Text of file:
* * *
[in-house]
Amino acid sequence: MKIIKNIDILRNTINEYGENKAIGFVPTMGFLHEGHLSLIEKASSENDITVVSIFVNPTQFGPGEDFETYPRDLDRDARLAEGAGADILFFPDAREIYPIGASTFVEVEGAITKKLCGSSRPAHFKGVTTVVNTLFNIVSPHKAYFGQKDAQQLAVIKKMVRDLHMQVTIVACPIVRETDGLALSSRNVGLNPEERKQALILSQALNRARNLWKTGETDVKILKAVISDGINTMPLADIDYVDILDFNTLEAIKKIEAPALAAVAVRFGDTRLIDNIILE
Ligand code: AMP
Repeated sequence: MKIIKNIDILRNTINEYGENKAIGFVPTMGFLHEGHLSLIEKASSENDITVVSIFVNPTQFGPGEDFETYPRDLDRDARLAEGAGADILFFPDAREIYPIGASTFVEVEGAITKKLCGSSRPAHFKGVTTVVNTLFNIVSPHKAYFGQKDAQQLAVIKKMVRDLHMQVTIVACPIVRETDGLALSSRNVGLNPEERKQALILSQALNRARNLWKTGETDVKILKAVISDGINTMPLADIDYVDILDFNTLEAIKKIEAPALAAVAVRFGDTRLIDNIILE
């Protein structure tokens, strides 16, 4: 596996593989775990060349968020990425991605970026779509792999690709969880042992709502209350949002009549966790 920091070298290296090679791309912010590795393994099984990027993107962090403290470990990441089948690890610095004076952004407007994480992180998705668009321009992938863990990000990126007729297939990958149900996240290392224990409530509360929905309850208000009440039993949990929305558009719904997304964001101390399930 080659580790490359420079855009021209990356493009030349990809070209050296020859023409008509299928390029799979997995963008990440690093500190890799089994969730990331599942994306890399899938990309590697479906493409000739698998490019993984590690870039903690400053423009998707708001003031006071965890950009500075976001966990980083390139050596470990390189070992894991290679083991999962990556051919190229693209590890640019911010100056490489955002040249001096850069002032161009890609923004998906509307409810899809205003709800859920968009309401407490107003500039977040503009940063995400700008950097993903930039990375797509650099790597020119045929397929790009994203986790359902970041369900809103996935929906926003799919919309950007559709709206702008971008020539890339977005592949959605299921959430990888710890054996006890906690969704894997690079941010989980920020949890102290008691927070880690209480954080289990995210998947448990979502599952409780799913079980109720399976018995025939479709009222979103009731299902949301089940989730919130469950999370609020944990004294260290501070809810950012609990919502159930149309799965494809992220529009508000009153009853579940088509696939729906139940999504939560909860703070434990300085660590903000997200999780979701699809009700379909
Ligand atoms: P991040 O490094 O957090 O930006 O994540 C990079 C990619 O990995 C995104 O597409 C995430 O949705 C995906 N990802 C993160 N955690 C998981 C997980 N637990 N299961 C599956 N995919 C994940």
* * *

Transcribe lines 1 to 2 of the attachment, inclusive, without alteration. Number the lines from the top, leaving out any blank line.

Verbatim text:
[in-house]
Amino acid sequence: MKIIKNIDILRNTINEYGENKAIGFVPTMGFLHEGHLSLIEKASSENDITVVSIFVNPTQFGPGEDFETYPRDLDRDARLAEGAGADILFFPDAREIYPIGASTFVEVEGAITKKLCGSSRPAHFKGVTTVVNTLFNIVSPHKAYFGQKDAQQLAVIKKMVRDLHMQVTIVACPIVRETDGLALSSRNVGLNPEERKQALILSQALNRARNLWKTGETDVKILKAVISDGINTMPLADIDYVDILDFNTLEAIKKIEAPALAAVAVRFGDTRLIDNIILE